Forces loyal to Yemen's internationally recognized government pushed Wednesday into the key port city of Aden after wresting control of another southern provincial capital from separatists backed by the United Arab Emirates, officials and local residents said.
Government troops also retook the international airport in Aden, the main hub for the southern part of the country, Yemen's information minister said. Many predicted the city would fall back into government hands within hours.
"The national army has taken control of Aden's airport and its main gate," Moammar al-Eryani said in a Twitter post.
Witnesses said clashes could be heard in Aden's al-Arech and Khor Maksar districts, as well as around Aden's airport, which has been under the control of the UAE-backed forces since 2015.
Government forces also pushed the UAE-backed militia, known as the Security Belt, out of the city of Zinjibar after clashes that left at least one dead and 30 wounded fighters. They say the militia fled to nearby Aden province.
"Heroes of the national army and security agencies have retaken Zinjibar city, the capital of Abyan province, and complete their control over other districts of the province," al-Eryani previously said on Twitter.
The separatists had seized Zinjibar earlier this month. The officials spoke on condition of anonymity to discuss the fighting while the residents spoke anonymously, fearing reprisal.
The separatists and the internationally recognized government of Hadi are nominally united under the Saudi-led coalition in their battle against Yemen's Iran-aligned Houthi movement.
But the UAE has been at odds with the government as it comprises the Islah Party, seen as close to the Muslim Brotherhood, a movement which the Gulf state has been fighting across the Middle East and North Africa. Islah denies being a member of the Brotherhood.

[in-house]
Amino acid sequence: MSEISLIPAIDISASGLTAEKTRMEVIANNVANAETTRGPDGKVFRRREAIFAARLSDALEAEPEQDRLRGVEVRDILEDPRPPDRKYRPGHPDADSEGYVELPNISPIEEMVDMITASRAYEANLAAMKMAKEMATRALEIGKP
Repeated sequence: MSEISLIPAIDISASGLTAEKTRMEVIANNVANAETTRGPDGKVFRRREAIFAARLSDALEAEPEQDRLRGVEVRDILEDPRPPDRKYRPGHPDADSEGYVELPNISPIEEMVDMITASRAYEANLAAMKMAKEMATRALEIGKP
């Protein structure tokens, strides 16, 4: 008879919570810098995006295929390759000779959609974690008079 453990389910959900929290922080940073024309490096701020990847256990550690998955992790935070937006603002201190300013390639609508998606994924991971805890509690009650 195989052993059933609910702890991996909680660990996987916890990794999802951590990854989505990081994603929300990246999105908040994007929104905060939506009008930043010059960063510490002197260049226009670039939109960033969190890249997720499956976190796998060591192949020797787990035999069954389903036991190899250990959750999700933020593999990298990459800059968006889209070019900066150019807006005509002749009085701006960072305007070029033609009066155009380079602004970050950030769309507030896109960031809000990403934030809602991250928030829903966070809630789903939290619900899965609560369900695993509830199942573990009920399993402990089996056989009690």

It was the second southern province to be retaken by government forces in southern Yemen in days following clashes with the Security Belt, a paramilitary force loyal to the Southern Transitional Council (STC). Earlier in the week, government forces regained control of the oil-producing province of Shabwa and its liquefied natural gas terminal in Balfaf after beating back an attack by STC forces.
After seizing Aden on August 10 following heavy clashes with government troops, the separatists, who seek an independent South Yemen, pressed on to take other areas.
The new fighting comes despite repeated calls for a ceasefire by the Saudi-led coalition backing the government against Iran-aligned Houthi rebels who captured the capital Sanaa five years ago. Since then, the conflict has killed tens of thousands of people, aid agencies say.
The STC is demanding renewed independence for South Yemen, which was a separate country before unification in 1990.
The fighting in impoverished Yemen has sparked what the United Nations labels the world's worst humanitarian crisis.
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